In mid-May the Environmental Protection Agency ended three lawsuits by agreeing that California agricultural producers could no longer be given a blanket exemption from the Clean Air Act. California is the largest agricultural producer in the country. It is the only state that has exempted its large farming operations from the air law. Air pollution has increased steadily in the central valley, coming from farm machinery, manure piles, and many other sources. The situation has deteriorated steadily to the point where the valley is poised to surpass Los Angeles as the second-most polluted region after Houston.
An EPA spokesman was unusually candid in remarks to the San Francisco Chronicle:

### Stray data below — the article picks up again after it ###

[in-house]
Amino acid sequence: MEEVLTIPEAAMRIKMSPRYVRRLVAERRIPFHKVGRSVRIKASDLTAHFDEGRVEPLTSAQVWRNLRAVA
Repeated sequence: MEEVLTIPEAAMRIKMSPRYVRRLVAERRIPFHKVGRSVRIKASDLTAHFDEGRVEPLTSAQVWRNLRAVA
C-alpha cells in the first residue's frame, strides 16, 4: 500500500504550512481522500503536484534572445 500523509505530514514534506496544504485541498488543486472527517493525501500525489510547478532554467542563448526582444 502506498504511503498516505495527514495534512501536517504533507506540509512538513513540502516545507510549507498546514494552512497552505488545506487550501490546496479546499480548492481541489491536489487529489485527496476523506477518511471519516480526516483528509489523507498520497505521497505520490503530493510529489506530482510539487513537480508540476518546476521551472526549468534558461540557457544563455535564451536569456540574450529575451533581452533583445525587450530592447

"We thought the information submitted by the litigants was very compelling, and that's why we entered into a settlement extablishing a permitting process for the diesel engines," said Jack Broadbent. "The nitrogen oxides contribute not only to ozone but also to the particulate problems in the San Joaquin Valley."
Plaintiffs in the cases were the Association of Irritated Residents, the Medical Alliance for Healthy Air, the Natural Resources Defense Council, and the Sierra Club. They were represented by Earthjustice attorney Anne Harper.